It looks like a switch to online ballots has already helped the 2018 Grammys to be more relevant. With so many young, female, and people of color artists receiving nominations across the board, fans have been pointing out that the snub-prone awards show seems a little more inclusive than usual.
To qualify as a Grammys voter, you need to be a music industry professional with creative or technical credits on at least 6 commercial tracks on a physical music release (or 12 on a digital album). In other words, voters aren’t supposed to just be label executives and retired producers sitting at their grand pianos. They’re supposed to be touring artists, engineers, and songwriters too. A paper form that had to be mailed to your house, filled out by hand, and then mailed back to the academy presented a challenge for a lot of professionals in the industry.
John Legend explained the situation in an April interview: “Of all the academies in the world musicians are probably the most transient. And you send us a paper ballot and expect us to return it in a few weeks, and we might be on tour. So sometimes a voting body might not reflect those musicians who are at the height of their careers, out touring… instead it could be artists who are retired, more conservative.”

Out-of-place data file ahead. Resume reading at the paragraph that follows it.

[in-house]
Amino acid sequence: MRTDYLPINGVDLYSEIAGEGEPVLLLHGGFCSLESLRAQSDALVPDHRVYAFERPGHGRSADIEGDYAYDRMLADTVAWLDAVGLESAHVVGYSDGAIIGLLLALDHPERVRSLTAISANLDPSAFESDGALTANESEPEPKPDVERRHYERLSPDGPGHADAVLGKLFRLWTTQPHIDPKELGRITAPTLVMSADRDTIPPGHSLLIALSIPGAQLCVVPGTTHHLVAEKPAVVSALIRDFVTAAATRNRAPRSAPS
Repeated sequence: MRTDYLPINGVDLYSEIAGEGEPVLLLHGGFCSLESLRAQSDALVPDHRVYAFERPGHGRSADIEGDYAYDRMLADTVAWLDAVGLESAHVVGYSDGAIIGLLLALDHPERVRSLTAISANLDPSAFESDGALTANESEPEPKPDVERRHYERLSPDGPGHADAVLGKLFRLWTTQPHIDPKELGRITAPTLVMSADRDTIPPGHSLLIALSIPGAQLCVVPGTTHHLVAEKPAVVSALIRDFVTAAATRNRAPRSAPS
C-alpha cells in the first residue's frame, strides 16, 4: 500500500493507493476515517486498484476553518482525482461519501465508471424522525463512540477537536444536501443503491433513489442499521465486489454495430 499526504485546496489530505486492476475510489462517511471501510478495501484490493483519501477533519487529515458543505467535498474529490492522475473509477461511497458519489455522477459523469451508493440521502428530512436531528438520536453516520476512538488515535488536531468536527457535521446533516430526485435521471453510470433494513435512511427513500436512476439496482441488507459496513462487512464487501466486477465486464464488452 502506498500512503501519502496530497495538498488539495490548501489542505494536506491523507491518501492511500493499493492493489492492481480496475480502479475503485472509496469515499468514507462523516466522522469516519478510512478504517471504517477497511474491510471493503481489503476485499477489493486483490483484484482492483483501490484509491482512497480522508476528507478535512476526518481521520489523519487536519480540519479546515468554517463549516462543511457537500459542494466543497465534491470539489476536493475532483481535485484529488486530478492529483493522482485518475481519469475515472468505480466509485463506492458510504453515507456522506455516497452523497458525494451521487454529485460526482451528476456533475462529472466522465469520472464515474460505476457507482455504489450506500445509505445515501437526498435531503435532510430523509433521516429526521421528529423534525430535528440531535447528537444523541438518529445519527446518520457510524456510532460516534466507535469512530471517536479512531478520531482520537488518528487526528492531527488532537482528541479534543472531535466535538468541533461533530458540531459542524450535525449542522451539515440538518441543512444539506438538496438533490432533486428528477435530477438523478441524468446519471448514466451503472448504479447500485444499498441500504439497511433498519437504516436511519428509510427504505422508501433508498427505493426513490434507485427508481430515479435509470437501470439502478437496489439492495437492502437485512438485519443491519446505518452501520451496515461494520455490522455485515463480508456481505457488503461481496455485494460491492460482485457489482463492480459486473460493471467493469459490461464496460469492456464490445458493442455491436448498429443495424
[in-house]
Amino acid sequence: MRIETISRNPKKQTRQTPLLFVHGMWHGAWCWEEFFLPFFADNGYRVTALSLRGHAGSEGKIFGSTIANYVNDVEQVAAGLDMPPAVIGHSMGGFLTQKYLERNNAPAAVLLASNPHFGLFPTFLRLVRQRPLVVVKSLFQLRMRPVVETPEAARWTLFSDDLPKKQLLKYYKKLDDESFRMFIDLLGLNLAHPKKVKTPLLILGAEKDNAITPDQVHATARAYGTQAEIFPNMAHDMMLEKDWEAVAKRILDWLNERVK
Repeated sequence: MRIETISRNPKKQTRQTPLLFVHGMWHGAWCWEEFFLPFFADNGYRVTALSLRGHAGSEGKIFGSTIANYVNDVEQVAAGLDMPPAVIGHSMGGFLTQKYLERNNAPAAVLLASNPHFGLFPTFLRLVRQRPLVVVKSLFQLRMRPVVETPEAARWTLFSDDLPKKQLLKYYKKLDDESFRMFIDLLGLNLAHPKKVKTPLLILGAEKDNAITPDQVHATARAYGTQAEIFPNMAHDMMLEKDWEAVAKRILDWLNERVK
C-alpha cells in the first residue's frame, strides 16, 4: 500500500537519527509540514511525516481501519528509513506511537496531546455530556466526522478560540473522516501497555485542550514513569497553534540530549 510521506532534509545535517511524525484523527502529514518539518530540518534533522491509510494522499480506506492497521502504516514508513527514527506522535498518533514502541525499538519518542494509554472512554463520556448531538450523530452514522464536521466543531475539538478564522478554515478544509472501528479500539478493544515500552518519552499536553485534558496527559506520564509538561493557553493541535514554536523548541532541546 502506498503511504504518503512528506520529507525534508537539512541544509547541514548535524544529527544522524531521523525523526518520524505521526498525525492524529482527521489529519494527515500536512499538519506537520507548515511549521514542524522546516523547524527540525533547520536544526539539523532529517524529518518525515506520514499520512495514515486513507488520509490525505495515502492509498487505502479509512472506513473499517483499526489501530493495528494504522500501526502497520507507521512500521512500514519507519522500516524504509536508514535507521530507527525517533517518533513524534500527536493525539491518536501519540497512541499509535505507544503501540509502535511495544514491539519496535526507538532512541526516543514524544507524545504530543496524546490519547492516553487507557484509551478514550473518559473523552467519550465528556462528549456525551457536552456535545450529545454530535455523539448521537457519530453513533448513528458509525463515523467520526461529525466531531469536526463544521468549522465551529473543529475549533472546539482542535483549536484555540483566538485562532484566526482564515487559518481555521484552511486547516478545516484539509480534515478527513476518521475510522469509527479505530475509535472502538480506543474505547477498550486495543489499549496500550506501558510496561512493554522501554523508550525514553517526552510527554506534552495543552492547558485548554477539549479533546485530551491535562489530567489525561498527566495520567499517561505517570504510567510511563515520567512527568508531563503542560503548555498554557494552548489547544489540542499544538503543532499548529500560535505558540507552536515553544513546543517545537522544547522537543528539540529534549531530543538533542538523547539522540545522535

Online voting has clearly had a massive impact on the Grammys this year. Something I didn't consider before until (massive name drop) @johnlegend explained how loads of younger/current artists were on tour during the paper ballot https://t.co/g10s55uSiy pic.twitter.com/Zil0gHEgEB
— Roisin O'Connor (@Roisin_OConnor) November 28, 2017
Fast forward about six months and the Grammys reportedly now have an online portal for academy members to vote. “Despacito” became the first Spanish-language song to be nominated for Record of the Year and Song of the Year. Every lead artist nominated for Record of the Year was a person of color, and the list for Album of the Year did not contain a single white male artist for the first time in Grammy history (though there’s some discussion about a technicality).
Recording Academy CEO Neil Portnow seems to have noticed a shift too, telling Billboard it’s “a wonderful reflection on our organization and how relevant and in touch and savvy our voting members are.”
Shoutout to the world wide web.
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